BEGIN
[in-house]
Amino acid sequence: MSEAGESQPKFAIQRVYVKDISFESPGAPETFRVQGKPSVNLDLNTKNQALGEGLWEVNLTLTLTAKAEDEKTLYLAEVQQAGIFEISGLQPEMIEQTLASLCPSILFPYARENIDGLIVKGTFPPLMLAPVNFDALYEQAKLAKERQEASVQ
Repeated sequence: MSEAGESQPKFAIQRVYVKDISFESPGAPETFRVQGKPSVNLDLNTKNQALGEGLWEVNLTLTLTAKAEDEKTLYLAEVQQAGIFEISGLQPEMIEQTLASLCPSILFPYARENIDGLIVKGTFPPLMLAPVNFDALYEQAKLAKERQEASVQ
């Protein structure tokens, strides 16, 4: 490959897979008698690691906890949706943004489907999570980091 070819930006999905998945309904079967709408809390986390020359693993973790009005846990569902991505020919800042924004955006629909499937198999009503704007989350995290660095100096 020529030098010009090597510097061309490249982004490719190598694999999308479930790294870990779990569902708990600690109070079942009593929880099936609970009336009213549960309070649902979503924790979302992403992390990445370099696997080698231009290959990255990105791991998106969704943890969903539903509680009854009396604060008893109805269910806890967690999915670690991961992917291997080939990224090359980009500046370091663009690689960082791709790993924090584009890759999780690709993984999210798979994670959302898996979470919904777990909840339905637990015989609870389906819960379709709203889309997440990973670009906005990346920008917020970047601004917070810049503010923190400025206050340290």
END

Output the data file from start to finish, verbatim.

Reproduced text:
[in-house]
Amino acid sequence: MSEAGESQPKFAIQRVYVKDISFESPGAPETFRVQGKPSVNLDLNTKNQALGEGLWEVNLTLTLTAKAEDEKTLYLAEVQQAGIFEISGLQPEMIEQTLASLCPSILFPYARENIDGLIVKGTFPPLMLAPVNFDALYEQAKLAKERQEASVQ
Repeated sequence: MSEAGESQPKFAIQRVYVKDISFESPGAPETFRVQGKPSVNLDLNTKNQALGEGLWEVNLTLTLTAKAEDEKTLYLAEVQQAGIFEISGLQPEMIEQTLASLCPSILFPYARENIDGLIVKGTFPPLMLAPVNFDALYEQAKLAKERQEASVQ
């Protein structure tokens, strides 16, 4: 490959897979008698690691906890949706943004489907999570980091 070819930006999905998945309904079967709408809390986390020359693993973790009005846990569902991505020919800042924004955006629909499937198999009503704007989350995290660095100096 020529030098010009090597510097061309490249982004490719190598694999999308479930790294870990779990569902708990600690109070079942009593929880099936609970009336009213549960309070649902979503924790979302992403992390990445370099696997080698231009290959990255990105791991998106969704943890969903539903509680009854009396604060008893109805269910806890967690999915670690991961992917291997080939990224090359980009500046370091663009690689960082791709790993924090584009890759999780690709993984999210798979994670959302898996979470919904777990909840339905637990015989609870389906819960379709709203889309997440990973670009906005990346920008917020970047601004917070810049503010923190400025206050340290």